“Secondly, this price regime guarantees availability of product everywhere in Nigeria at all times. It is very clear that this new price regime will also strengthen and make our government at every level much more viable because that crude belongs to a federation account which NNPC had been using to supplement the fuel system will cease and then there will now be more money for the three tiers of government to share.
Thirdly, this price regime is going to encourage more investment in refineries and in downstream sector. Days ago thirty-seven companies were jostling to invest in refineries in Nigeria just because we opened up the sector.
Again, this price regime will lead to creation of more jobs because when people invest in refining there will be more jobs and it will also save existing jobs. We can see a minimum of 200,000 new jobs being created and save existing 400,000 jobs. Those are the benefits of this new price regime.
People will ask you, but how do you soften pain and there are two answers you must give them: number one is that in the long run, jobs are available, our people don’t have to sleep at the petrol stations it softens their pains.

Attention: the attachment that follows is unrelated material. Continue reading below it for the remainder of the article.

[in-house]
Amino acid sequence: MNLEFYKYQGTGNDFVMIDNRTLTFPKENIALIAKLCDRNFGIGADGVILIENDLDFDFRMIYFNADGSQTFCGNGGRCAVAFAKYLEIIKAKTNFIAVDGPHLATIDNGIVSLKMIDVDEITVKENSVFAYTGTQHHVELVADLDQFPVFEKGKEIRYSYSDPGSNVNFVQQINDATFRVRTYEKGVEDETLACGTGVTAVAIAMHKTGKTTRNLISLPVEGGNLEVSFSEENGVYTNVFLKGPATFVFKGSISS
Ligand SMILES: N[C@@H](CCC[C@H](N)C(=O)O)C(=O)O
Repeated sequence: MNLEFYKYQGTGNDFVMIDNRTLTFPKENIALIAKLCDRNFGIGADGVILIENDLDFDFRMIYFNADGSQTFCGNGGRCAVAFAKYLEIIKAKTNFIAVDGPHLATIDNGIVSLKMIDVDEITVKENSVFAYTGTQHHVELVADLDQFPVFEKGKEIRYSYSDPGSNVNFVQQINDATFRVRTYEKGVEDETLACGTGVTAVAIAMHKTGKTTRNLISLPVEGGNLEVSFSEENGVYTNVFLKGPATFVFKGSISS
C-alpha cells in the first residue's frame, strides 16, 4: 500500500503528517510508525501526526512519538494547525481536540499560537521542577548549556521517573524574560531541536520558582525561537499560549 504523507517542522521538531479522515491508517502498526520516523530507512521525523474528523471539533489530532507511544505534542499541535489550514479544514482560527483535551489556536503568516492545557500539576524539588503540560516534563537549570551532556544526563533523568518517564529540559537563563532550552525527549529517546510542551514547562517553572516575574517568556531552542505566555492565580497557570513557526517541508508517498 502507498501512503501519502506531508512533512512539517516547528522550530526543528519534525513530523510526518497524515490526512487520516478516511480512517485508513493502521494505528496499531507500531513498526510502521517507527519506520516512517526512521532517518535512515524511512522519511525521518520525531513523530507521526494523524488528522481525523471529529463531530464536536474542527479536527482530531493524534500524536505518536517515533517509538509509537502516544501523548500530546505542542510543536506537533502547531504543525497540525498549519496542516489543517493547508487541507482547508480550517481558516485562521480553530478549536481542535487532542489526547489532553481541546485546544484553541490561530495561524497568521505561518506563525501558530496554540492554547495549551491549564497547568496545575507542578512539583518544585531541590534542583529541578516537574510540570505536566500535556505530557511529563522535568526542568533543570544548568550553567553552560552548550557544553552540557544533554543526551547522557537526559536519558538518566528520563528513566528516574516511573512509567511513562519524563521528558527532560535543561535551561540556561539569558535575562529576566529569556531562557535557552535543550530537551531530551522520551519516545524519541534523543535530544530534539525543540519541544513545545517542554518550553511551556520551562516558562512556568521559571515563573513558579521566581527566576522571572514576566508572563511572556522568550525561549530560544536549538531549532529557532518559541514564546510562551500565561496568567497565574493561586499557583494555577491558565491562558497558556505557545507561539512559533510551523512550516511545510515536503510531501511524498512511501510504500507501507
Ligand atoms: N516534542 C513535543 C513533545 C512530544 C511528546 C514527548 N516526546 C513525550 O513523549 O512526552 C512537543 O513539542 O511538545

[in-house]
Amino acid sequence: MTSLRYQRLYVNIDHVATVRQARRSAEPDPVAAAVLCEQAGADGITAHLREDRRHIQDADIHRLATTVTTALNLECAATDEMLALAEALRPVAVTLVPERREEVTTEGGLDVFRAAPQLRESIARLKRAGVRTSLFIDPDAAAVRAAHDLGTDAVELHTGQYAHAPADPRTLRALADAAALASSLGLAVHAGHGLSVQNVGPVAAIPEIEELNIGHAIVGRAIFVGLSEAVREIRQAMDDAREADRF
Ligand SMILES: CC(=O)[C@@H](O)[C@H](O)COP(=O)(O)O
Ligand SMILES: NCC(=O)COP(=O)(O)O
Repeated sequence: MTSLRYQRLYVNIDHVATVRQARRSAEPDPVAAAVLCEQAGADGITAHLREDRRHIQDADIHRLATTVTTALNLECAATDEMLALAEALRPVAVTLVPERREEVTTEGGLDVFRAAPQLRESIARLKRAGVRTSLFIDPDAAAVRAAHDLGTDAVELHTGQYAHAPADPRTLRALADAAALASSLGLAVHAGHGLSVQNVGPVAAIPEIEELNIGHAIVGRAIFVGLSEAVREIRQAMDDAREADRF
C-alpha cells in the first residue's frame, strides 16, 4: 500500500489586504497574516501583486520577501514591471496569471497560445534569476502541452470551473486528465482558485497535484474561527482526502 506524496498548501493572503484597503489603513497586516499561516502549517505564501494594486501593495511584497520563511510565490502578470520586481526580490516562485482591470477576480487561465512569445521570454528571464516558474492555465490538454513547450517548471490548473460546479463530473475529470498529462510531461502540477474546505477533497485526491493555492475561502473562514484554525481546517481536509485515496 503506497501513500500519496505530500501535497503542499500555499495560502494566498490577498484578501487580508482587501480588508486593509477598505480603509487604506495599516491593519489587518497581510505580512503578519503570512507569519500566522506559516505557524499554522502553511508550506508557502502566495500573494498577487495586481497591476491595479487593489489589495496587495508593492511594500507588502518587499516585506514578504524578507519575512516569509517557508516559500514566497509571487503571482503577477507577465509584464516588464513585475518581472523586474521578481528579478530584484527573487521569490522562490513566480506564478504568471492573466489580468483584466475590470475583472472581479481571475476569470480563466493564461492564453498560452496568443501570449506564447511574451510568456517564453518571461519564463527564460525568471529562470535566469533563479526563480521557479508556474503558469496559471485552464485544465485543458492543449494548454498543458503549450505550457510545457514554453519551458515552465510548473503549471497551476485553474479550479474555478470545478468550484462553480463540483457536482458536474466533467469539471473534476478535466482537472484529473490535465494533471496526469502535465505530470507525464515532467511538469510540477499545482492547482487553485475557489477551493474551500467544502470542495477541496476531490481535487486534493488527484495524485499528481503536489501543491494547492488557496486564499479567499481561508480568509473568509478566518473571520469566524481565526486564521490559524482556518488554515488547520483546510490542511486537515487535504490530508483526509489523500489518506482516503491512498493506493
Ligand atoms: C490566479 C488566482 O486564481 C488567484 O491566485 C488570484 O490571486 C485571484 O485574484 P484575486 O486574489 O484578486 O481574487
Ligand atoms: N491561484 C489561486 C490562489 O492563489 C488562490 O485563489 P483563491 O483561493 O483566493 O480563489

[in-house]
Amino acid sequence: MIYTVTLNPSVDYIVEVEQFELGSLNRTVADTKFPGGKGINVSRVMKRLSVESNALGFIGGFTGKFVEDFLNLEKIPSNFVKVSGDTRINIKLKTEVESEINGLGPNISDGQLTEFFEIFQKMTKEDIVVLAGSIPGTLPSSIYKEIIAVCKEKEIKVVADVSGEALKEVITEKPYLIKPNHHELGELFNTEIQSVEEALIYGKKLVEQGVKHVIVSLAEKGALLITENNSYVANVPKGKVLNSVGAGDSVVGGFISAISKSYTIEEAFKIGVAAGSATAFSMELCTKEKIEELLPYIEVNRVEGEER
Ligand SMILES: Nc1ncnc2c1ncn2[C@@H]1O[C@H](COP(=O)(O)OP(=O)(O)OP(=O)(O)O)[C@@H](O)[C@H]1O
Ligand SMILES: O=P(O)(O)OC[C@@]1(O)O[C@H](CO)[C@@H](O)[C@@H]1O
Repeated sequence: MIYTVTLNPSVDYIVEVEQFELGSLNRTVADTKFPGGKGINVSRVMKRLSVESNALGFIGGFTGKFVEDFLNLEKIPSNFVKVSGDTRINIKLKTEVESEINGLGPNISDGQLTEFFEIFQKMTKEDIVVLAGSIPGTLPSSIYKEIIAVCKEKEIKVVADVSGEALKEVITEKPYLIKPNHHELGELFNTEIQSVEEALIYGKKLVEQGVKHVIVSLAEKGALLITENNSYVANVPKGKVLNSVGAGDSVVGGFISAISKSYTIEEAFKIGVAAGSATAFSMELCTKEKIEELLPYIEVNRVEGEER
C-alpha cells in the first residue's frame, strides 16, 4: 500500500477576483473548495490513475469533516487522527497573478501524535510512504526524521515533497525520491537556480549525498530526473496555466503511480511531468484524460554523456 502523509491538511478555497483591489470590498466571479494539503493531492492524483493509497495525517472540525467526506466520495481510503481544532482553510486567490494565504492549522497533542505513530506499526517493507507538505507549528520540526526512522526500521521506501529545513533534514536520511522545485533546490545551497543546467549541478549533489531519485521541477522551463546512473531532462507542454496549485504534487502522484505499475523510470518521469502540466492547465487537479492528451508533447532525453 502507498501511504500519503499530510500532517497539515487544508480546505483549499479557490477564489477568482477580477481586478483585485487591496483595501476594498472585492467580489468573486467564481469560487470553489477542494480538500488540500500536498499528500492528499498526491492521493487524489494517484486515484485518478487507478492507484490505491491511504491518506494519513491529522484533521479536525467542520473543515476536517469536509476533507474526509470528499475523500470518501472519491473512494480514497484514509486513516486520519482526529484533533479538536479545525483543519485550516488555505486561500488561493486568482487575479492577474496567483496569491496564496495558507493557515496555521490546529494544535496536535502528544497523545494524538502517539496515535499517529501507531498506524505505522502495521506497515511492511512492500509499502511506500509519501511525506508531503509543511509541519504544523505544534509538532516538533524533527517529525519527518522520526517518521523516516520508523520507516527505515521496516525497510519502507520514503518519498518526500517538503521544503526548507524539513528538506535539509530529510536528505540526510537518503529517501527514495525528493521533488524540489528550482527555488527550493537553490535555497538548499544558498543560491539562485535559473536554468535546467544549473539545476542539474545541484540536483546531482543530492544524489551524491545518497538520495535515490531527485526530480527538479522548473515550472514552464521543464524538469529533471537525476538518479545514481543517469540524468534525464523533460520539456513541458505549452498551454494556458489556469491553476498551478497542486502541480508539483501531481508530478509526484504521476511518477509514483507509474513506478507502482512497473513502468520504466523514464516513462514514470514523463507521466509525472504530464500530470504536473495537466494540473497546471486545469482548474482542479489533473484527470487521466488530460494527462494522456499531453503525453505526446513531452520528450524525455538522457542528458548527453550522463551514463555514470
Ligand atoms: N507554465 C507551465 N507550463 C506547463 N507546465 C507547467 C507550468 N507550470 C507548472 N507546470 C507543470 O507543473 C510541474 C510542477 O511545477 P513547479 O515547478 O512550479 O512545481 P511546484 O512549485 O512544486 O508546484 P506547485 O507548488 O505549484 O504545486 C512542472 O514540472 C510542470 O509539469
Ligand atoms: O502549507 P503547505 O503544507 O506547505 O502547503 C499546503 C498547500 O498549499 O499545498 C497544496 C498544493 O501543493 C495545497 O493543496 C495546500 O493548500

Secondly, like all systems when these things are first introduced, the price will go up but it will definitely come down, it is about market forces. Again, this is the only government that out of its own conviction, love for the poor people made available half a trillion Naira in the budget to take care of the common man. This is the social intervention project we have and they will ask you what are they?
“The first is the employment of 500,000 unemployed graduates. The second is the employment of 100,000 non graduates, technicians and artisans. The third is the one meal a day programme targeting 5.5 million pupils all over Nigeria. This is the most exciting of all our programmes. Even if we are going to give these children one egg a day it means we will need 5.5 million eggs and in a calendar year of 200 days we will need over a billion eggs. You can imagine what this will do to agriculture.
“Fourthly, we have the enterprise scheme which is a system of revolving loan. We are targeting one million market women and men, 460,000 artisans and technicians and 200,000 agricultural workers to be given loans through their cooperatives to start their own businesses.
Finally, we have the 5,000 conditional cash transfers to one million most vulnerable Nigerians as a first phase. Then finally we have bursaries, scholarships for all students in Nigeria studying science, technology, engineering and mathematics.